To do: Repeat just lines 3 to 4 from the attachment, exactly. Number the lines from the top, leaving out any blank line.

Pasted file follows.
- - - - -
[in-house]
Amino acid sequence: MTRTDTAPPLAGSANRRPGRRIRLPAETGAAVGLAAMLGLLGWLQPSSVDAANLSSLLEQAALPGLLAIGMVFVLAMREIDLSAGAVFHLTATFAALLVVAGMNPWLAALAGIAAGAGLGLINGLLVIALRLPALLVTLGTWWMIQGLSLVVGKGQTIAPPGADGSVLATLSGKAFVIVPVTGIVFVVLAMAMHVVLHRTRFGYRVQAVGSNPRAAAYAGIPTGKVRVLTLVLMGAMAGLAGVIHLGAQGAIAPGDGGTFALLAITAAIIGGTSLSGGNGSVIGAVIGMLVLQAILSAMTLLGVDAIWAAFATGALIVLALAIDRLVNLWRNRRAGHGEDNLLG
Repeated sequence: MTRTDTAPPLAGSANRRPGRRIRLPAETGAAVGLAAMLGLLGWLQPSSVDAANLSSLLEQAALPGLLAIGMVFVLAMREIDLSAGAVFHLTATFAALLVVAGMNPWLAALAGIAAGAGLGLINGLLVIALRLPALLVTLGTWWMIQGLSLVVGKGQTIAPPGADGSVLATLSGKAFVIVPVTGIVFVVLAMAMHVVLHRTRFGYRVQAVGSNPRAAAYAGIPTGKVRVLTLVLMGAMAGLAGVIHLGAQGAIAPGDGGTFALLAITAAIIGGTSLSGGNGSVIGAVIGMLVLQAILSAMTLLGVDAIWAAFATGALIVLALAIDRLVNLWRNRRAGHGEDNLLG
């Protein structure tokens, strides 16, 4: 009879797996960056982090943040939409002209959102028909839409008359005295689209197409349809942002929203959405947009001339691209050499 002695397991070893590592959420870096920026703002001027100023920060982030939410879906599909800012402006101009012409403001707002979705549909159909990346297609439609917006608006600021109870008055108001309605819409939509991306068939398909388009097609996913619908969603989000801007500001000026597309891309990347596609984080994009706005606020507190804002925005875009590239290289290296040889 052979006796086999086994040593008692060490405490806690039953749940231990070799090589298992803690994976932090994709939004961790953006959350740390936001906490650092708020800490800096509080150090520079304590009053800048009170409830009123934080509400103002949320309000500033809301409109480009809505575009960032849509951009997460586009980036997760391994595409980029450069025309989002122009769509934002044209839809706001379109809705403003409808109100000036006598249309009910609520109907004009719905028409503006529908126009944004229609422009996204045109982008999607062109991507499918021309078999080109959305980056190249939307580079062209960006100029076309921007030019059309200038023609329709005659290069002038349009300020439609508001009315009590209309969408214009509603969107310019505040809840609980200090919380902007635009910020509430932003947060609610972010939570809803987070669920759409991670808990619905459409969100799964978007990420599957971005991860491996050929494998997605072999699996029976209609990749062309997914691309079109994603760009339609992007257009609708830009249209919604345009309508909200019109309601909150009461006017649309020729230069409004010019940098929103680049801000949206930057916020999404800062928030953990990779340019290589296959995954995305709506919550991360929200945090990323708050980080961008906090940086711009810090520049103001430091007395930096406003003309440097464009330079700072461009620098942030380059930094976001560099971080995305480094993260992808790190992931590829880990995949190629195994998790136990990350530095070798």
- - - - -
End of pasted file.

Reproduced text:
Repeated sequence: MTRTDTAPPLAGSANRRPGRRIRLPAETGAAVGLAAMLGLLGWLQPSSVDAANLSSLLEQAALPGLLAIGMVFVLAMREIDLSAGAVFHLTATFAALLVVAGMNPWLAALAGIAAGAGLGLINGLLVIALRLPALLVTLGTWWMIQGLSLVVGKGQTIAPPGADGSVLATLSGKAFVIVPVTGIVFVVLAMAMHVVLHRTRFGYRVQAVGSNPRAAAYAGIPTGKVRVLTLVLMGAMAGLAGVIHLGAQGAIAPGDGGTFALLAITAAIIGGTSLSGGNGSVIGAVIGMLVLQAILSAMTLLGVDAIWAAFATGALIVLALAIDRLVNLWRNRRAGHGEDNLLG
């Protein structure tokens, strides 16, 4: 009879797996960056982090943040939409002209959102028909839409008359005295689209197409349809942002929203959405947009001339691209050499 002695397991070893590592959420870096920026703002001027100023920060982030939410879906599909800012402006101009012409403001707002979705549909159909990346297609439609917006608006600021109870008055108001309605819409939509991306068939398909388009097609996913619908969603989000801007500001000026597309891309990347596609984080994009706005606020507190804002925005875009590239290289290296040889 052979006796086999086994040593008692060490405490806690039953749940231990070799090589298992803690994976932090994709939004961790953006959350740390936001906490650092708020800490800096509080150090520079304590009053800048009170409830009123934080509400103002949320309000500033809301409109480009809505575009960032849509951009997460586009980036997760391994595409980029450069025309989002122009769509934002044209839809706001379109809705403003409808109100000036006598249309009910609520109907004009719905028409503006529908126009944004229609422009996204045109982008999607062109991507499918021309078999080109959305980056190249939307580079062209960006100029076309921007030019059309200038023609329709005659290069002038349009300020439609508001009315009590209309969408214009509603969107310019505040809840609980200090919380902007635009910020509430932003947060609610972010939570809803987070669920759409991670808990619905459409969100799964978007990420599957971005991860491996050929494998997605072999699996029976209609990749062309997914691309079109994603760009339609992007257009609708830009249209919604345009309508909200019109309601909150009461006017649309020729230069409004010019940098929103680049801000949206930057916020999404800062928030953990990779340019290589296959995954995305709506919550991360929200945090990323708050980080961008906090940086711009810090520049103001430091007395930096406003003309440097464009330079700072461009620098942030380059930094976001560099971080995305480094993260992808790190992931590829880990995949190629195994998790136990990350530095070798």